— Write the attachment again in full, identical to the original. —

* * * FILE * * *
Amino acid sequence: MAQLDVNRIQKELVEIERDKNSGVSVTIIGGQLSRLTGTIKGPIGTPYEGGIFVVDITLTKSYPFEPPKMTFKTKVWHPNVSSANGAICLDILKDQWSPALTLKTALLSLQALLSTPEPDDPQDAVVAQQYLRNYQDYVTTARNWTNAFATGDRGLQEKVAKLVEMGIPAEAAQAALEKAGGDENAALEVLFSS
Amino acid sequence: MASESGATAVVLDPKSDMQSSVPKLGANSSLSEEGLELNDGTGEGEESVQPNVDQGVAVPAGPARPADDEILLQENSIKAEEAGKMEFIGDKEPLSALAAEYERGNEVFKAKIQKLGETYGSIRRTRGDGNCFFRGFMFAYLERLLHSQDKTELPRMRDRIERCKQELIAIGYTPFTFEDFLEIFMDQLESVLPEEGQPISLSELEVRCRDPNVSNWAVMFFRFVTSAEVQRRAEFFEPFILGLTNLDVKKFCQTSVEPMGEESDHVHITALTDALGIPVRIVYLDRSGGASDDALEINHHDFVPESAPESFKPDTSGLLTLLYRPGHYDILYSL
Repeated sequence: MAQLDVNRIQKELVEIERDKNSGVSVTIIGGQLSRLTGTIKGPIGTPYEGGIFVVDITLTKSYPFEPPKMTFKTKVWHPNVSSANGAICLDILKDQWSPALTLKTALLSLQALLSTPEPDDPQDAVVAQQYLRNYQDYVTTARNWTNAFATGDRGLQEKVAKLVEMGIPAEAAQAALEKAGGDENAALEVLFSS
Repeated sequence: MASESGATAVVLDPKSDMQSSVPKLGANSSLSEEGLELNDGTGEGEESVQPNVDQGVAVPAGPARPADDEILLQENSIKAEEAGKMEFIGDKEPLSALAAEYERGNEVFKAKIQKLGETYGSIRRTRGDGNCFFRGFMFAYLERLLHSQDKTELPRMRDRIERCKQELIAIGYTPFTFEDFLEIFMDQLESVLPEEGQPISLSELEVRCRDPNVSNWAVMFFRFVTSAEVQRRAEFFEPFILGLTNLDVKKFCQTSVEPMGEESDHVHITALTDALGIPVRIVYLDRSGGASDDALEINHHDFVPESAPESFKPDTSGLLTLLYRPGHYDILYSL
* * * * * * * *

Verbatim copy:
Amino acid sequence: MAQLDVNRIQKELVEIERDKNSGVSVTIIGGQLSRLTGTIKGPIGTPYEGGIFVVDITLTKSYPFEPPKMTFKTKVWHPNVSSANGAICLDILKDQWSPALTLKTALLSLQALLSTPEPDDPQDAVVAQQYLRNYQDYVTTARNWTNAFATGDRGLQEKVAKLVEMGIPAEAAQAALEKAGGDENAALEVLFSS
Amino acid sequence: MASESGATAVVLDPKSDMQSSVPKLGANSSLSEEGLELNDGTGEGEESVQPNVDQGVAVPAGPARPADDEILLQENSIKAEEAGKMEFIGDKEPLSALAAEYERGNEVFKAKIQKLGETYGSIRRTRGDGNCFFRGFMFAYLERLLHSQDKTELPRMRDRIERCKQELIAIGYTPFTFEDFLEIFMDQLESVLPEEGQPISLSELEVRCRDPNVSNWAVMFFRFVTSAEVQRRAEFFEPFILGLTNLDVKKFCQTSVEPMGEESDHVHITALTDALGIPVRIVYLDRSGGASDDALEINHHDFVPESAPESFKPDTSGLLTLLYRPGHYDILYSL
Repeated sequence: MAQLDVNRIQKELVEIERDKNSGVSVTIIGGQLSRLTGTIKGPIGTPYEGGIFVVDITLTKSYPFEPPKMTFKTKVWHPNVSSANGAICLDILKDQWSPALTLKTALLSLQALLSTPEPDDPQDAVVAQQYLRNYQDYVTTARNWTNAFATGDRGLQEKVAKLVEMGIPAEAAQAALEKAGGDENAALEVLFSS
Repeated sequence: MASESGATAVVLDPKSDMQSSVPKLGANSSLSEEGLELNDGTGEGEESVQPNVDQGVAVPAGPARPADDEILLQENSIKAEEAGKMEFIGDKEPLSALAAEYERGNEVFKAKIQKLGETYGSIRRTRGDGNCFFRGFMFAYLERLLHSQDKTELPRMRDRIERCKQELIAIGYTPFTFEDFLEIFMDQLESVLPEEGQPISLSELEVRCRDPNVSNWAVMFFRFVTSAEVQRRAEFFEPFILGLTNLDVKKFCQTSVEPMGEESDHVHITALTDALGIPVRIVYLDRSGGASDDALEINHHDFVPESAPESFKPDTSGLLTLLYRPGHYDILYSL